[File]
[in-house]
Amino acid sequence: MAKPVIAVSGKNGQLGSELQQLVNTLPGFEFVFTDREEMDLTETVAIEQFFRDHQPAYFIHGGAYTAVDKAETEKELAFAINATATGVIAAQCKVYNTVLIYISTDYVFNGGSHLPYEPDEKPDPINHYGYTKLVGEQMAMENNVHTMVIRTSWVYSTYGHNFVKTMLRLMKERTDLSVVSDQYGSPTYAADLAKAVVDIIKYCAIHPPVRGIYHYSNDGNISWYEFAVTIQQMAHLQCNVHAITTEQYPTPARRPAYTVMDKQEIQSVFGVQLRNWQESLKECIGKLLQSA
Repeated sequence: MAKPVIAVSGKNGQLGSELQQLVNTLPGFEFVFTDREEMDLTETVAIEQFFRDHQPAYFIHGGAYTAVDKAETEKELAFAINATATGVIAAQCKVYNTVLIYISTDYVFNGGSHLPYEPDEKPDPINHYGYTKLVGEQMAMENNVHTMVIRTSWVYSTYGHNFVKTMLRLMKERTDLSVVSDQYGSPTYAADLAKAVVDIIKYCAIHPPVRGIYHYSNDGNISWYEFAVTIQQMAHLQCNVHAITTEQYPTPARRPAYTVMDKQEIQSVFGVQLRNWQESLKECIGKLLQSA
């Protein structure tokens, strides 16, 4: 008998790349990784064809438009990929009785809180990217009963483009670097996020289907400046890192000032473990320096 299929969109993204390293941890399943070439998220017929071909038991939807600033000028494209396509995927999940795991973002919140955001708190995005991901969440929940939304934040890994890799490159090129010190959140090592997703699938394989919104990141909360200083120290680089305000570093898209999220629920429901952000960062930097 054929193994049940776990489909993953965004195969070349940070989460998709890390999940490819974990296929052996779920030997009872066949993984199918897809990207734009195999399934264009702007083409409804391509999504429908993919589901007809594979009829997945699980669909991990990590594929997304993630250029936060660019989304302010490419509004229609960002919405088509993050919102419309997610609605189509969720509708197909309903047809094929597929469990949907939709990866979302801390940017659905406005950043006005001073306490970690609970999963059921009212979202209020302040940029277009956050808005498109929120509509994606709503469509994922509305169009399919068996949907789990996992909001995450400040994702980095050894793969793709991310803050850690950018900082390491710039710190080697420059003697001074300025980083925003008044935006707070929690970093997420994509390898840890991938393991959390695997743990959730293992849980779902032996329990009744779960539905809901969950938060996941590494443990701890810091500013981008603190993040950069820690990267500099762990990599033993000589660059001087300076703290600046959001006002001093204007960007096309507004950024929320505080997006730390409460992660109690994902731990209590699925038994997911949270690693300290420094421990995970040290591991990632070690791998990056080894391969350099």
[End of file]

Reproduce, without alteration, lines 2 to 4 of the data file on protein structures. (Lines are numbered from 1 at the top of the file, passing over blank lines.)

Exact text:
Amino acid sequence: MAKPVIAVSGKNGQLGSELQQLVNTLPGFEFVFTDREEMDLTETVAIEQFFRDHQPAYFIHGGAYTAVDKAETEKELAFAINATATGVIAAQCKVYNTVLIYISTDYVFNGGSHLPYEPDEKPDPINHYGYTKLVGEQMAMENNVHTMVIRTSWVYSTYGHNFVKTMLRLMKERTDLSVVSDQYGSPTYAADLAKAVVDIIKYCAIHPPVRGIYHYSNDGNISWYEFAVTIQQMAHLQCNVHAITTEQYPTPARRPAYTVMDKQEIQSVFGVQLRNWQESLKECIGKLLQSA
Repeated sequence: MAKPVIAVSGKNGQLGSELQQLVNTLPGFEFVFTDREEMDLTETVAIEQFFRDHQPAYFIHGGAYTAVDKAETEKELAFAINATATGVIAAQCKVYNTVLIYISTDYVFNGGSHLPYEPDEKPDPINHYGYTKLVGEQMAMENNVHTMVIRTSWVYSTYGHNFVKTMLRLMKERTDLSVVSDQYGSPTYAADLAKAVVDIIKYCAIHPPVRGIYHYSNDGNISWYEFAVTIQQMAHLQCNVHAITTEQYPTPARRPAYTVMDKQEIQSVFGVQLRNWQESLKECIGKLLQSA
């Protein structure tokens, strides 16, 4: 008998790349990784064809438009990929009785809180990217009963483009670097996020289907400046890192000032473990320096 299929969109993204390293941890399943070439998220017929071909038991939807600033000028494209396509995927999940795991973002919140955001708190995005991901969440929940939304934040890994890799490159090129010190959140090592997703699938394989919104990141909360200083120290680089305000570093898209999220629920429901952000960062930097 054929193994049940776990489909993953965004195969070349940070989460998709890390999940490819974990296929052996779920030997009872066949993984199918897809990207734009195999399934264009702007083409409804391509999504429908993919589901007809594979009829997945699980669909991990990590594929997304993630250029936060660019989304302010490419509004229609960002919405088509993050919102419309997610609605189509969720509708197909309903047809094929597929469990949907939709990866979302801390940017659905406005950043006005001073306490970690609970999963059921009212979202209020302040940029277009956050808005498109929120509509994606709503469509994922509305169009399919068996949907789990996992909001995450400040994702980095050894793969793709991310803050850690950018900082390491710039710190080697420059003697001074300025980083925003008044935006707070929690970093997420994509390898840890991938393991959390695997743990959730293992849980779902032996329990009744779960539905809901969950938060996941590494443990701890810091500013981008603190993040950069820690990267500099762990990599033993000589660059001087300076703290600046959001006002001093204007960007096309507004950024929320505080997006730390409460992660109690994902731990209590699925038994997911949270690693300290420094421990995970040290591991990632070690791998990056080894391969350099």